SeeHer Story Remembers Fannie Lou Hamer, Black Voting Rights Activist, in Episode 2
When former sharecropper Fannie Lou Hamer first learned that Black people were finally allowed to vote, she knew exactly how she wanted to spend her life — fighting for every Black American's right to have a voice.
Hamer's inspirational work as a civil rights leader and in securing black voter rights broke political barriers. That’s why SeeHer Story has chosen to look back at her extraordinary life in this week’s episode.
Katie Couric Media and PEOPLE partnered to create the second season of SeeHer Story, a weekly digital video series created to celebrate various female trailblazers from the past 100 years to today.
Born in Montgomery County, Mississippi, in 1917, Hamer was raised on a plantation as a sharecropper. At only 12, Hamer quit school to work in the fields, and later got married and settled on the same plantation where she grew up.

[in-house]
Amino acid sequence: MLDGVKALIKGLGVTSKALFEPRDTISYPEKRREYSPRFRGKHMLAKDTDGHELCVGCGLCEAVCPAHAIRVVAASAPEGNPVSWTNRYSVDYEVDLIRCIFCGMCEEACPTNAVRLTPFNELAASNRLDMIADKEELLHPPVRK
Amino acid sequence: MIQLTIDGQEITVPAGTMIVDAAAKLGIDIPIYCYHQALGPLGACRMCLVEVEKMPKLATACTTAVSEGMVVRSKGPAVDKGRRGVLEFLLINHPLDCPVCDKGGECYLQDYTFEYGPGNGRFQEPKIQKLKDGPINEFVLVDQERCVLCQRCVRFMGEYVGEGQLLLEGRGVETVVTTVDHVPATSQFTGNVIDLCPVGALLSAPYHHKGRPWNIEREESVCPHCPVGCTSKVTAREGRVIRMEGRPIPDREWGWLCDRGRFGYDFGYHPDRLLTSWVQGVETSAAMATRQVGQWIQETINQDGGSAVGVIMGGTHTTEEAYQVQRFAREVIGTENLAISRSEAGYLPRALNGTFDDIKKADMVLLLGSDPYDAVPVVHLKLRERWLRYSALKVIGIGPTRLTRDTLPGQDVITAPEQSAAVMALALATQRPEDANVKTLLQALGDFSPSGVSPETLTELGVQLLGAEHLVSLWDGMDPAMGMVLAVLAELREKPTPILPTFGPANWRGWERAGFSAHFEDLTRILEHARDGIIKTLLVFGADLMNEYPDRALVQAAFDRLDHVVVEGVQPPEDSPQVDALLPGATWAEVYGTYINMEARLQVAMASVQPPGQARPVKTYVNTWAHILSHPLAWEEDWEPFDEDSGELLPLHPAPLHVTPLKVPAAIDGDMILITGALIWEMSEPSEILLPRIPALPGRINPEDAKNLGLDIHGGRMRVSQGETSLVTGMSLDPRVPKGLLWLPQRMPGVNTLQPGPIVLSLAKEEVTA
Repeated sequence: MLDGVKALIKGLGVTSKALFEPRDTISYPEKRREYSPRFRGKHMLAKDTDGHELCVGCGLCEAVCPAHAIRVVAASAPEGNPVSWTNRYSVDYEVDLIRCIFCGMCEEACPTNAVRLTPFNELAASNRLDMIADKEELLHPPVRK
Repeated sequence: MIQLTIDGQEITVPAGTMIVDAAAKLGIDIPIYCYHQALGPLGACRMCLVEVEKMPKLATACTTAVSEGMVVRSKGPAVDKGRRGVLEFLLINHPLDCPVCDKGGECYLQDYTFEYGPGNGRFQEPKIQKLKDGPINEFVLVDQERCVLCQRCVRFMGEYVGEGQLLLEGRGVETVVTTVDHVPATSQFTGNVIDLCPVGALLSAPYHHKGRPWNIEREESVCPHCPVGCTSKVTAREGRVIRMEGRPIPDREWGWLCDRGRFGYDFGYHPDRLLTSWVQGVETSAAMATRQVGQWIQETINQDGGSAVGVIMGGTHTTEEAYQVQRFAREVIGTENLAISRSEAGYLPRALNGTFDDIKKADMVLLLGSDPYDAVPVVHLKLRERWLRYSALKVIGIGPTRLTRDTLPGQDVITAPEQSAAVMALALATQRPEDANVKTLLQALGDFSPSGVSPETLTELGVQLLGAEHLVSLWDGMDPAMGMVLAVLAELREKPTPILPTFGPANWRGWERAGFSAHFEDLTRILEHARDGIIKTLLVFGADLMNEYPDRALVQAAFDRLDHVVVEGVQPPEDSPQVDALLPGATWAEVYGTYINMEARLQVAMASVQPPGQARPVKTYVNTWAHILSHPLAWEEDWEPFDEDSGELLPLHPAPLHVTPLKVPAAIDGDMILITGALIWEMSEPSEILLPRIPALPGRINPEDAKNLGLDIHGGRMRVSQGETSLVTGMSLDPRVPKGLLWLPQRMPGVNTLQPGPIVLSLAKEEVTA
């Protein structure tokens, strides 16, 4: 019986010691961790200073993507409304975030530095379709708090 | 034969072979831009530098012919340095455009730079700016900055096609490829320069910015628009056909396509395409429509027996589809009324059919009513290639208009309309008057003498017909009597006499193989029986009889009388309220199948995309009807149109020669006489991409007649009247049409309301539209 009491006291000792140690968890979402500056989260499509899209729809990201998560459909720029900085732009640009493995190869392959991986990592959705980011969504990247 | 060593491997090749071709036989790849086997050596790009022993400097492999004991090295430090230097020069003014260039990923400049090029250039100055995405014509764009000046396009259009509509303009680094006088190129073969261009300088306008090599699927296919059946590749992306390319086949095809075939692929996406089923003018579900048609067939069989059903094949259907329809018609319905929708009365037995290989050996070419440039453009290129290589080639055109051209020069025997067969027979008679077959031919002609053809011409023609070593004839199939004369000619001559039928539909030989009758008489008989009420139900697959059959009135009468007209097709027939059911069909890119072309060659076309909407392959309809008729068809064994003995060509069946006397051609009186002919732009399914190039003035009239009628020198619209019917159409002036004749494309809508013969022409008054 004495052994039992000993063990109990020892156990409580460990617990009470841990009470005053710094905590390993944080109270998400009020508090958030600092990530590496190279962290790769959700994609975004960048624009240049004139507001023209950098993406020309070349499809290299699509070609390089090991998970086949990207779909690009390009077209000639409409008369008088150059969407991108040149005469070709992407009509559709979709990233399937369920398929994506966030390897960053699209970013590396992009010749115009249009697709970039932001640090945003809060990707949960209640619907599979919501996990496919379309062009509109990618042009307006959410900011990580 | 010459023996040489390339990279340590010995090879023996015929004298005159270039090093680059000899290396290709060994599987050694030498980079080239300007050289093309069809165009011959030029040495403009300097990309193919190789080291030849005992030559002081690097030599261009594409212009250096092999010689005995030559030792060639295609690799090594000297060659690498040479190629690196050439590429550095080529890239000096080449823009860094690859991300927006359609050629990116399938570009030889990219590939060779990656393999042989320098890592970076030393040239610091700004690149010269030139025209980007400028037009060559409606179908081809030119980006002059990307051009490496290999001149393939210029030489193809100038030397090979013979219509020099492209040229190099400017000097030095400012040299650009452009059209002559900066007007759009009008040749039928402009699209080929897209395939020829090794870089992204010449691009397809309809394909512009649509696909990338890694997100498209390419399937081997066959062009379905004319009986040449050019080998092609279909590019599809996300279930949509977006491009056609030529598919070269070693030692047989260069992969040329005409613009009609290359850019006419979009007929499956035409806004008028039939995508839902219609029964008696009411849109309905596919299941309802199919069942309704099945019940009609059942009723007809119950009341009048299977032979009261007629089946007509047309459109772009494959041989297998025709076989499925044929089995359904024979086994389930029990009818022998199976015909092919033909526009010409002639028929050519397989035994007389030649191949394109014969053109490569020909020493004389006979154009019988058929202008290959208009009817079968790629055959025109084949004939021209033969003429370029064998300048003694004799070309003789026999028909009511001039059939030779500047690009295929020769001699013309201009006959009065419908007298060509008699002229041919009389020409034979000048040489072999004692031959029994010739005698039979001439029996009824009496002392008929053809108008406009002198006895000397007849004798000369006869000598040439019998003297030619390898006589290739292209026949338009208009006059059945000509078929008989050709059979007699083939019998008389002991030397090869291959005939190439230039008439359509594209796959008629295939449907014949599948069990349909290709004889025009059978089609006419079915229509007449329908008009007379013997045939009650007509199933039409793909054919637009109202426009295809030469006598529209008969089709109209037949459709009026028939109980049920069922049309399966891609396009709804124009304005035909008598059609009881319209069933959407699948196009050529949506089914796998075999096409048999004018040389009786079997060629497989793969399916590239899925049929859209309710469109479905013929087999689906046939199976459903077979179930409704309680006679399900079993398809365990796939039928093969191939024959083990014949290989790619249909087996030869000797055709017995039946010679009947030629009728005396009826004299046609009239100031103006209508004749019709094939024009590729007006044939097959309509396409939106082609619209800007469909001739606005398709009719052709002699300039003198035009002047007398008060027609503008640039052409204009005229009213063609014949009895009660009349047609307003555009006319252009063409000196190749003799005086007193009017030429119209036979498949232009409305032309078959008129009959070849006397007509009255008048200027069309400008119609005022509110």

The activist worked diligently for the organization until she died at 59 years old of breast cancer in 1977.
SeeHer Story will be a regular feature in PEOPLE’s print edition, the weekday morning newsletter Wake-Up Call with Katie Couric and on PeopleTV’s entertainment show, PEOPLE Now. This week's episode on Williams will correspond with a feature story in the July 6 issue of PEOPLE. Unilever is sponsoring the second season of the year-long series.
"SeeHer Story celebrates the important contributions of bold women from the past 100 years who have changed our country forever,” said Couric in a statement. “We hope recognizing them and telling their stories will not only give them their due but will also inspire the next generation of leaders.”
She added, “Together with Meredith and PEOPLE, I’m so excited to bring back a second season of stories of women whose names you may know — and put those whose achievements are not as well-known — front and center so we can celebrate them as well.”
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